Location: Southwest Watershed Research CenterTitle: When vegetation change alters ecosystem water availability
|Scott, Russell - Russ|
|HUXMAN, T.E. - University Of California|
|BARRON GAFFORD, B. - University Of Arizona|
|JENERETTE, G.D. - University Of California|
|YOUNG, J.M. - University Of Alaska|
Submitted to: Global Change Biology
Publication Type: Peer Reviewed Journal
Publication Acceptance Date: 11/27/2013
Publication Date: 6/5/2014
Citation: Scott, R.L., Huxman, T., Barron Gafford, B., Jenerette, G., Young, J., Hamerlynck, E.P. 2014. When vegetation change alters ecosystem water availability. Global Change Biology. 20:2198-2210. https://doi.org/10.1111/gcb.12511.
Interpretive Summary: The vegetation composition of many ecosystems around the world and in the U.S. is rapidly changing. The causes of these rapid changes are intimately connected with climate change and management practices, but the consequences of these shifts in composition and structure on the fundamental ecosystem services of water and carbon cycling are not well understood. For this study, we use multi-year hydrological and meteorological data to evaluate how soil water accessibility affects the magnitude and variability of the biosphere-atmosphere exchanges of water and carbon dioxide amongst three proximate ecosystems that are representative of varying degrees of mesquite tree invasion. We found that groundwater access increased in ecosystems with greater amounts of trees rather than grasses, and that groundwater accessibility led to significant changes in magnitude and variability in ecosystem water and carbon cycling. Even as depth to groundwater increased from grassland to shrubland to woodland, the woodland had the highest evapotranspiration in excess of precipitation and the grassland was lowest. How the greater density of trees affected the amount of carbon taken in by an ecosystem was more complex. Woodland carbon sequestration was the largest but surprisingly similar to the less mature and dense shrubland, and both systems took in much more carbon than the grassland. Vegetation change in areas where the accessibility to deeper soil water increases will likely increase carbon sequestration but at the expense of higher water use.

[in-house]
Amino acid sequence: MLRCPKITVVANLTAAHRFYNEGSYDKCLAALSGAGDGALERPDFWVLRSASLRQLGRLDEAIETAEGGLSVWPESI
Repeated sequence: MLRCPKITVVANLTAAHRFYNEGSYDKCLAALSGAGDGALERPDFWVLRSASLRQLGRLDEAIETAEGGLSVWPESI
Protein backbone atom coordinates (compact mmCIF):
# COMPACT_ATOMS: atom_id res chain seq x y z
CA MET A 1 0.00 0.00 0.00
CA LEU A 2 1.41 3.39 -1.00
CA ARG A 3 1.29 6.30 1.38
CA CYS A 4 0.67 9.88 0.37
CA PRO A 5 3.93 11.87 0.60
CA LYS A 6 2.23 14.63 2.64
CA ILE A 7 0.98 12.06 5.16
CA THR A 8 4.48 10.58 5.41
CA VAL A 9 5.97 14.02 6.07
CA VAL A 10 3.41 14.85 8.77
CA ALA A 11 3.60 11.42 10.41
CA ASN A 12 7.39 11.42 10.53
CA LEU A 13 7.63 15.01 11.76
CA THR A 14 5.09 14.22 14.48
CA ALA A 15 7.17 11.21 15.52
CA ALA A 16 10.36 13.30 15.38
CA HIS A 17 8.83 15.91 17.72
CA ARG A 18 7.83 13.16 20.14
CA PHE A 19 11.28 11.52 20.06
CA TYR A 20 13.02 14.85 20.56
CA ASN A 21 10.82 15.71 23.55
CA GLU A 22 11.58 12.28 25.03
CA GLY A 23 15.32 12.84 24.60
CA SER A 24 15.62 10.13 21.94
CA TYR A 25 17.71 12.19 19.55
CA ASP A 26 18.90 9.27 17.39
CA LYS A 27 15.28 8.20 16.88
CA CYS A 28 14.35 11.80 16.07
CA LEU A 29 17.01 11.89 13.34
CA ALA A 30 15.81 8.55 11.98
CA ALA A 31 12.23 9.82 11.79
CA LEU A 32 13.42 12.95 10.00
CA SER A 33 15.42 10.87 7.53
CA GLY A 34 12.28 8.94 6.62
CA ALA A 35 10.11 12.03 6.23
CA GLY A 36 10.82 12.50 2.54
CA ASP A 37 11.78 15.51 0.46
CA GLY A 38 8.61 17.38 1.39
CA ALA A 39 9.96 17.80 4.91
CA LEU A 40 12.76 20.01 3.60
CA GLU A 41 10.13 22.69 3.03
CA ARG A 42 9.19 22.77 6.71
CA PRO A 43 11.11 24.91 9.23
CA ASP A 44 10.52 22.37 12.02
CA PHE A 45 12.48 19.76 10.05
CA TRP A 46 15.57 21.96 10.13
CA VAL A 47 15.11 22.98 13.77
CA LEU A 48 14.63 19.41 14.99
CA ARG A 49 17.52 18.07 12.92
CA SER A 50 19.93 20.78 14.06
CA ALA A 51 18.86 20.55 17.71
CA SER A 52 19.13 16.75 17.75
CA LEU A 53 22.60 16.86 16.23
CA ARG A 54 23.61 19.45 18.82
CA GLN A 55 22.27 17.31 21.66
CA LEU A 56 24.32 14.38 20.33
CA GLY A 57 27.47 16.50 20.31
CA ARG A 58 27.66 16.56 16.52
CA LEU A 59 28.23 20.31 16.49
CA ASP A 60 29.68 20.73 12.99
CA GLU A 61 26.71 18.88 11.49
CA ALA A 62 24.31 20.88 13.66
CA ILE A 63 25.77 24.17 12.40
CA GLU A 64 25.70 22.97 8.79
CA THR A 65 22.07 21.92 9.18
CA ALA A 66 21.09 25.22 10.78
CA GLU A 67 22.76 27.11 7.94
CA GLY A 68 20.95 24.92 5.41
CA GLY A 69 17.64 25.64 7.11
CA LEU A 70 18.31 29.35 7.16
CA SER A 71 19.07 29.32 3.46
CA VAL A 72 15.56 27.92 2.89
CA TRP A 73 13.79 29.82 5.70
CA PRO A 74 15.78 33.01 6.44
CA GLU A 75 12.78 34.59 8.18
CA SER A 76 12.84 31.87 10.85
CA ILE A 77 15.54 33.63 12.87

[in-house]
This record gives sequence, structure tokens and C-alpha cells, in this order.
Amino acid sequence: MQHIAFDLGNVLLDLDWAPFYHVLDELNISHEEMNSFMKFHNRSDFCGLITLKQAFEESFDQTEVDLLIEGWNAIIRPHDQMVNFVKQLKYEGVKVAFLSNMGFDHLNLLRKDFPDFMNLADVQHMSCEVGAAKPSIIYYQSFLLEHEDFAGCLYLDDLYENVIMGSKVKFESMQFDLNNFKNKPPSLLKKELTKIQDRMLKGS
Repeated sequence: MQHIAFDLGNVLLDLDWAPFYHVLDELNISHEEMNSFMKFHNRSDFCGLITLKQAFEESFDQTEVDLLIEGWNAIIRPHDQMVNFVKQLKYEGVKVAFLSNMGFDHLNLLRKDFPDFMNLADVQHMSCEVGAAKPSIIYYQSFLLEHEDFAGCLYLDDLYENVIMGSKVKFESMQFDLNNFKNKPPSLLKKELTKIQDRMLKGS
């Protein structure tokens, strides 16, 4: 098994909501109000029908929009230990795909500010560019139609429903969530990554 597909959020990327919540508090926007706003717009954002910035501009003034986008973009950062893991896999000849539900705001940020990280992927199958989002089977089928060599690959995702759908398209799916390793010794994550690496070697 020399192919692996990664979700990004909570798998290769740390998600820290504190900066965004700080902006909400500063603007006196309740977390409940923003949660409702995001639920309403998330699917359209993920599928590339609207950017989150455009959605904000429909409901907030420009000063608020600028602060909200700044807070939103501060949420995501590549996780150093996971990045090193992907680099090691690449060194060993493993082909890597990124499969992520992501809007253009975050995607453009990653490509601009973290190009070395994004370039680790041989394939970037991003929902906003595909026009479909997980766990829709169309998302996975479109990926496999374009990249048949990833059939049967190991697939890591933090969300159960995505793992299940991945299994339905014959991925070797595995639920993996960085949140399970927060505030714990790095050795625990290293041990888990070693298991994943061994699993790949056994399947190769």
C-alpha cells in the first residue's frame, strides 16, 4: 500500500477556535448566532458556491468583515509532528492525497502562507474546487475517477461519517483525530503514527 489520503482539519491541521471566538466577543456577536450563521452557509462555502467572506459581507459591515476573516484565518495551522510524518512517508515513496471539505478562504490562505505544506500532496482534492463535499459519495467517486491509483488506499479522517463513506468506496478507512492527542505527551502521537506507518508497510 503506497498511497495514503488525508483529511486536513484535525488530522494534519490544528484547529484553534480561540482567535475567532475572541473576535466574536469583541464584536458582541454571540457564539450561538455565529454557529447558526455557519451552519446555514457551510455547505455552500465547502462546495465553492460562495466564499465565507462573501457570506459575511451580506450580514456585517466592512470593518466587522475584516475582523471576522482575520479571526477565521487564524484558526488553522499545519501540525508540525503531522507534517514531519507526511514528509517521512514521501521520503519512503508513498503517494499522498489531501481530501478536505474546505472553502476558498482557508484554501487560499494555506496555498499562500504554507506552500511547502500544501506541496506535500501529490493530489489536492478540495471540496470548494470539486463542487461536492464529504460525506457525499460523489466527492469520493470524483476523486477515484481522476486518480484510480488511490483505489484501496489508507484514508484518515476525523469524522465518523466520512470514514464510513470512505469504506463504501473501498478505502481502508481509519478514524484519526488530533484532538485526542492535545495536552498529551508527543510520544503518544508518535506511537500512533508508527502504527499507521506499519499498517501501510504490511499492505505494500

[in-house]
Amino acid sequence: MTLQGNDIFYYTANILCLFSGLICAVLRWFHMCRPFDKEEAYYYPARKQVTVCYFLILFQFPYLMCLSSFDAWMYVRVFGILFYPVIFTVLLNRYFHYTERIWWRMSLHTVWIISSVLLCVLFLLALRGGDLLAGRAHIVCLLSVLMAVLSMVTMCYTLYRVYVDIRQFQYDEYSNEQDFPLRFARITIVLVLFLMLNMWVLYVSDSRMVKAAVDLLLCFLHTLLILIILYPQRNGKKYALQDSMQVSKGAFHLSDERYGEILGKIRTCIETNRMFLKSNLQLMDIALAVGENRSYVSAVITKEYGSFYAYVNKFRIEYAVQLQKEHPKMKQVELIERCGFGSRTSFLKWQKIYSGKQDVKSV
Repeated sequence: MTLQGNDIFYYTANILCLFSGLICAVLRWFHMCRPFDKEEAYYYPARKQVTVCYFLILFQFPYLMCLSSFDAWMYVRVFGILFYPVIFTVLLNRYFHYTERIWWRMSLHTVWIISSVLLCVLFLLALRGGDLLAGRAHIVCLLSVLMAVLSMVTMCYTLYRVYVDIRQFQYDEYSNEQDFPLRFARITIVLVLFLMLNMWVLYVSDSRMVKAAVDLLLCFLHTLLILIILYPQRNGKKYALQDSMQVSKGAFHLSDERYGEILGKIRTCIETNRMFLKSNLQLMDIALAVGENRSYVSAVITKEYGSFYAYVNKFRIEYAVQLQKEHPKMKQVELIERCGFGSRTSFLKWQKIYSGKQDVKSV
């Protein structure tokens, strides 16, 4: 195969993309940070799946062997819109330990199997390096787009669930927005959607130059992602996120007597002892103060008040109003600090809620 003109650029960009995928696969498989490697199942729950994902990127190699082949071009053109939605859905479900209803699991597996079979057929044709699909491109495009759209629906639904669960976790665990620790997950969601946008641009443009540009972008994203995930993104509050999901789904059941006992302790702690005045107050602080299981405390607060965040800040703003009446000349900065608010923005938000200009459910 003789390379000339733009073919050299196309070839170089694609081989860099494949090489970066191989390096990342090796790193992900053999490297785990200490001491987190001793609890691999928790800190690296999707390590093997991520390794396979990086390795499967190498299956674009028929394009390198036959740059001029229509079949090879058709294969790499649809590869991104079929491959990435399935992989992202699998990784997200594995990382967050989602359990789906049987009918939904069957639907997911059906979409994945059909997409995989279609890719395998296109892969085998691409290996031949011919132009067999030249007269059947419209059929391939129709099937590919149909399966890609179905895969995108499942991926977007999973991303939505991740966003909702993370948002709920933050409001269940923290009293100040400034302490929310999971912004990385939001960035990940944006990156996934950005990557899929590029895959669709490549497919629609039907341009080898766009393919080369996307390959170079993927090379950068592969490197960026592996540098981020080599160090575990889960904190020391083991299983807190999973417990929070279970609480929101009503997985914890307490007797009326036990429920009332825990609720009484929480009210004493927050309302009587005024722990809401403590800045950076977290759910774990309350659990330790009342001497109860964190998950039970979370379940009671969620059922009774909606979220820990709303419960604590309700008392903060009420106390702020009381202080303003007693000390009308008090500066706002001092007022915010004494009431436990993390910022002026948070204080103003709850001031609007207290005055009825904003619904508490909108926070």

Technical Abstract: The combined effects of vegetation and climate change on biosphere-atmosphere water vapor (H2O) and carbon dioxide (CO2) exchanges are expected to vary depending, in part, on how biotic activity is controlled by and alters water availability. This is particularly important when a change in ecosystem composition alters the fractional covers of bare soil, grass, and woody plants so as to influence the accessibility of shallower versus deeper soil water pools. To study this, we compared five years of eddy covariance measurements of H2O and CO2 fluxes over a riparian grassland, shrubland, and woodland. In comparison with the surrounding upland region, groundwater access at the riparian sites increased net carbon uptake (NEP) and evapotranspiration (ET), which were sustained over more of the year. Among the sites, the grassland used less of the stable groundwater resource, and increasing woody plant density decoupled NEP and ET from incident precipitation (P), resulting in greater exchange rates that were less variable year-to-year. Despite similar gross patterns, how groundwater accessibility affected NEP was more complex than ET. The grassland had higher respiration (Reco) costs. Thus, while it had similar ET and gross carbon uptake (GEP) to the shrubland, grassland NEP was substantially less. Also, grassland carbon fluxes were more variable due to occasional flooding at the site, which both stimulated and inhibited NEP depending upon phenology. Woodland NEP was large, but surprisingly similar to the less mature, sparse shrubland, even while having much greater GEP. Woodland Reco was greater than the shrubland and responded strongly and positively to P, which resulted in a surprising negative NEP response to P. This is likely due to the large accumulation of carbon aboveground and in the surface soil. These long-term observations support the strong role that water accessibility can play when determining the consequences of ecosystem vegetation change.